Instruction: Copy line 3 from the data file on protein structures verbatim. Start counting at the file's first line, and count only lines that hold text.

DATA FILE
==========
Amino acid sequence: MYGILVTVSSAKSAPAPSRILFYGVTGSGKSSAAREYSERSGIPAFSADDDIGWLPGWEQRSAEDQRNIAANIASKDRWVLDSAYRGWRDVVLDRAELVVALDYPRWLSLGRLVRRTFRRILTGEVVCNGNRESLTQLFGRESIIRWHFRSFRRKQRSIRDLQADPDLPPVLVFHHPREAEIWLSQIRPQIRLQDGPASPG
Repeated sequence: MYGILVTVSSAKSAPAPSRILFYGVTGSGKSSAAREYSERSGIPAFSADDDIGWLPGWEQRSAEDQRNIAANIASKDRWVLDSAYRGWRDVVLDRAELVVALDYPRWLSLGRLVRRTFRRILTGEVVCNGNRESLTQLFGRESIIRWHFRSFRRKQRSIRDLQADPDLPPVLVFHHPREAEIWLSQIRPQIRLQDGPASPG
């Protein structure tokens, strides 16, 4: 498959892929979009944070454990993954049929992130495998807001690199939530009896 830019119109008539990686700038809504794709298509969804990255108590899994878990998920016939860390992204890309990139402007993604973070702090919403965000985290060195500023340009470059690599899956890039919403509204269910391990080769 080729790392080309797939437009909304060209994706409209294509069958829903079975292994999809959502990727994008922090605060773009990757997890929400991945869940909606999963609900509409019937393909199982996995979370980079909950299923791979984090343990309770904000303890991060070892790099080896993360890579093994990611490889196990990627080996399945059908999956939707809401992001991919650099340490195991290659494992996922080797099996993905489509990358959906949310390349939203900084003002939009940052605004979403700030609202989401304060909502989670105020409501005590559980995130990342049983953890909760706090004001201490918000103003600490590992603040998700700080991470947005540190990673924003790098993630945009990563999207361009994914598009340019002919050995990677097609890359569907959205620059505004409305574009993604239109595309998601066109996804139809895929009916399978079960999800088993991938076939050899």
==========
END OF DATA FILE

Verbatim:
């Protein structure tokens, strides 16, 4: 498959892929979009944070454990993954049929992130495998807001690199939530009896 830019119109008539990686700038809504794709298509969804990255108590899994878990998920016939860390992204890309990139402007993604973070702090919403965000985290060195500023340009470059690599899956890039919403509204269910391990080769 080729790392080309797939437009909304060209994706409209294509069958829903079975292994999809959502990727994008922090605060773009990757997890929400991945869940909606999963609900509409019937393909199982996995979370980079909950299923791979984090343990309770904000303890991060070892790099080896993360890579093994990611490889196990990627080996399945059908999956939707809401992001991919650099340490195991290659494992996922080797099996993905489509990358959906949310390349939203900084003002939009940052605004979403700030609202989401304060909502989670105020409501005590559980995130990342049983953890909760706090004001201490918000103003600490590992603040998700700080991470947005540190990673924003790098993630945009990563999207361009994914598009340019002919050995990677097609890359569907959205620059505004409305574009993604239109595309998601066109996804139809895929009916399978079960999800088993991938076939050899």